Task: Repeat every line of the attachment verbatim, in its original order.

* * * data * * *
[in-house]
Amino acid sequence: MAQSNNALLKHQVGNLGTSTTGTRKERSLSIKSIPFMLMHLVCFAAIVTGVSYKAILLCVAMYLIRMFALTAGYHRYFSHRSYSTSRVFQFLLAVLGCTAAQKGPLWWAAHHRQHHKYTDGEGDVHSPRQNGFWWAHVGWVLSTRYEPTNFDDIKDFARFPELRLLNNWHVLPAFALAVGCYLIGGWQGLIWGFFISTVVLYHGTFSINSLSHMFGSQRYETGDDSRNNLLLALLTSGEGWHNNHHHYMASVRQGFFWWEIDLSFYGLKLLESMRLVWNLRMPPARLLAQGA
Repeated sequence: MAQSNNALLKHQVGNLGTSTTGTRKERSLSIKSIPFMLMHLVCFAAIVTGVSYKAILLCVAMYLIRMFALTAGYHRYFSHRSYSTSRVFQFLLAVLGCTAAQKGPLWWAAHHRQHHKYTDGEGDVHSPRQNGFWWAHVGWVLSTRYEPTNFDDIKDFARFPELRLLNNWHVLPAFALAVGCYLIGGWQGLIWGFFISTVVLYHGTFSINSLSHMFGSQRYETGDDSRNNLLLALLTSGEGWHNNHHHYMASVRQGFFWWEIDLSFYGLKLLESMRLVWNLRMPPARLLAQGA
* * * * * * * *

[in-house]
Amino acid sequence: MAQSNNALLKHQVGNLGTSTTGTRKERSLSIKSIPFMLMHLVCFAAIVTGVSYKAILLCVAMYLIRMFALTAGYHRYFSHRSYSTSRVFQFLLAVLGCTAAQKGPLWWAAHHRQHHKYTDGEGDVHSPRQNGFWWAHVGWVLSTRYEPTNFDDIKDFARFPELRLLNNWHVLPAFALAVGCYLIGGWQGLIWGFFISTVVLYHGTFSINSLSHMFGSQRYETGDDSRNNLLLALLTSGEGWHNNHHHYMASVRQGFFWWEIDLSFYGLKLLESMRLVWNLRMPPARLLAQGA
Repeated sequence: MAQSNNALLKHQVGNLGTSTTGTRKERSLSIKSIPFMLMHLVCFAAIVTGVSYKAILLCVAMYLIRMFALTAGYHRYFSHRSYSTSRVFQFLLAVLGCTAAQKGPLWWAAHHRQHHKYTDGEGDVHSPRQNGFWWAHVGWVLSTRYEPTNFDDIKDFARFPELRLLNNWHVLPAFALAVGCYLIGGWQGLIWGFFISTVVLYHGTFSINSLSHMFGSQRYETGDDSRNNLLLALLTSGEGWHNNHHHYMASVRQGFFWWEIDLSFYGLKLLESMRLVWNLRMPPARLLAQGA